MARTIN: And finally, speaking of national attention for your state and for the school, one of the - a young student from South Carolina was one of the president's guests last night, seated with the first lady. She'd actually written President Obama about some of the conditions at her school. I wonder what your feelings were. It must have been a wonderful opportunity for this young lady to be part of this. On the other hand, do you ever worry that that if the president isn't and you as a Congress aren't able to deliver on these promises, that this young lady will be let down and all the other students she represented?
Rep. CLYBURN: Well, I think the American people who listened to that speech last night, and especially the part dealing with her, will understand exactly why members of Congress work as hard as we did to put in the so-called Clyburn amendment that was to work around these governors, because we did not want governors with their political philosophies to deny that young eighth-grader the future that she deserves. And the president talked about it last night, for teachers to have to stop teaching six times a day while the trains roll by because they can't - students can't hear them. Can you imagine a freight train coming by, 120 car boxes? How long will you have to stop teaching? So, this is the kind of stuff that we are trying to work around, and I think that the American people now understand.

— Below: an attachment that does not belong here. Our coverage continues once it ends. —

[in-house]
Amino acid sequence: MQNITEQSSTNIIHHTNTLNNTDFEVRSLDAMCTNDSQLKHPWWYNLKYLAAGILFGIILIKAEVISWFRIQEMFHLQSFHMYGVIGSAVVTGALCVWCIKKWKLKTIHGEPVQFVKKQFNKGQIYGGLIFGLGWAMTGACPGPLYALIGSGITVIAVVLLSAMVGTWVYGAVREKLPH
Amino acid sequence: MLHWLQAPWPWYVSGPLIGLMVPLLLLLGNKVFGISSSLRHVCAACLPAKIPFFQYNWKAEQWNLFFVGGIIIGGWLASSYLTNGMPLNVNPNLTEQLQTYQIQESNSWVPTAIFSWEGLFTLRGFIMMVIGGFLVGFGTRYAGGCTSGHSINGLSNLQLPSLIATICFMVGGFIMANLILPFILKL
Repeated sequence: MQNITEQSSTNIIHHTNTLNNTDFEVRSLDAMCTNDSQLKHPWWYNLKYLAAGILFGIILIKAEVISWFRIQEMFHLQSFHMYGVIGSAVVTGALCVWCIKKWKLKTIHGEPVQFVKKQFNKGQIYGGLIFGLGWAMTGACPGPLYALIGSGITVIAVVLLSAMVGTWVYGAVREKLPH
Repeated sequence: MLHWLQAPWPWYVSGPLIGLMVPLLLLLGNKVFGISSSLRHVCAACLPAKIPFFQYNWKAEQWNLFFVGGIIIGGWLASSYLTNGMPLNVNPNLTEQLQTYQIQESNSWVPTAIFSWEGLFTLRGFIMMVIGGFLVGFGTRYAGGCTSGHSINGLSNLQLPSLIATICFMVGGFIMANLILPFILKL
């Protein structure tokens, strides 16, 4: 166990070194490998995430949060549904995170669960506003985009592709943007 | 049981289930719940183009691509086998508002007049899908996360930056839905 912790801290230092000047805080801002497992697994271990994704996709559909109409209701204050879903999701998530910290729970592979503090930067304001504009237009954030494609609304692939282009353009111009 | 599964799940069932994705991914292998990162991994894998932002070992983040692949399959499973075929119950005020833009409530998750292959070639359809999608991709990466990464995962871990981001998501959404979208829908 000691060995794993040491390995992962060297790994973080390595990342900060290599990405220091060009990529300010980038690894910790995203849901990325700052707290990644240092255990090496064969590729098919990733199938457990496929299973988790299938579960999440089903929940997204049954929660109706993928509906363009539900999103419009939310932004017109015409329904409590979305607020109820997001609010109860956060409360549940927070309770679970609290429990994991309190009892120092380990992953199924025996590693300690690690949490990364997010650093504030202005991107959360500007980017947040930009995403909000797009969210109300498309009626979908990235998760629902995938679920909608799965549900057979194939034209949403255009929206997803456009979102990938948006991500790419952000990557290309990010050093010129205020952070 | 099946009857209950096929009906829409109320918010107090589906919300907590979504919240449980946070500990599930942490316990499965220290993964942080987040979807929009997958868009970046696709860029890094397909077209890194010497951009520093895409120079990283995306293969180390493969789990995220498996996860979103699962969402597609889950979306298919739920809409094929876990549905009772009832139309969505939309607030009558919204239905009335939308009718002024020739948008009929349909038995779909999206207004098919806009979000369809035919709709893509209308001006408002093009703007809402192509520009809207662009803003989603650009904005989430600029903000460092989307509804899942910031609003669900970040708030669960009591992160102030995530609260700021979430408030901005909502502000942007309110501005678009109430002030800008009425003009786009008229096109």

MARTIN: James Clyburn, House Majority Whip, nine-term Democrat, representing South Carolina's 6th district, he was kind enough to join us from our Washington, D.C., studios. Congressman, thanks so much for speaking with us. I hope you'll come back and see us.
Rep. CLYBURN: I look forward to it.
MARTIN: And as I said, if you missed last night's primetime address, we've got you covered. You can read all of his remarks and the Republican response and listen to the full speech on our Web site, npr.org/tellmemore.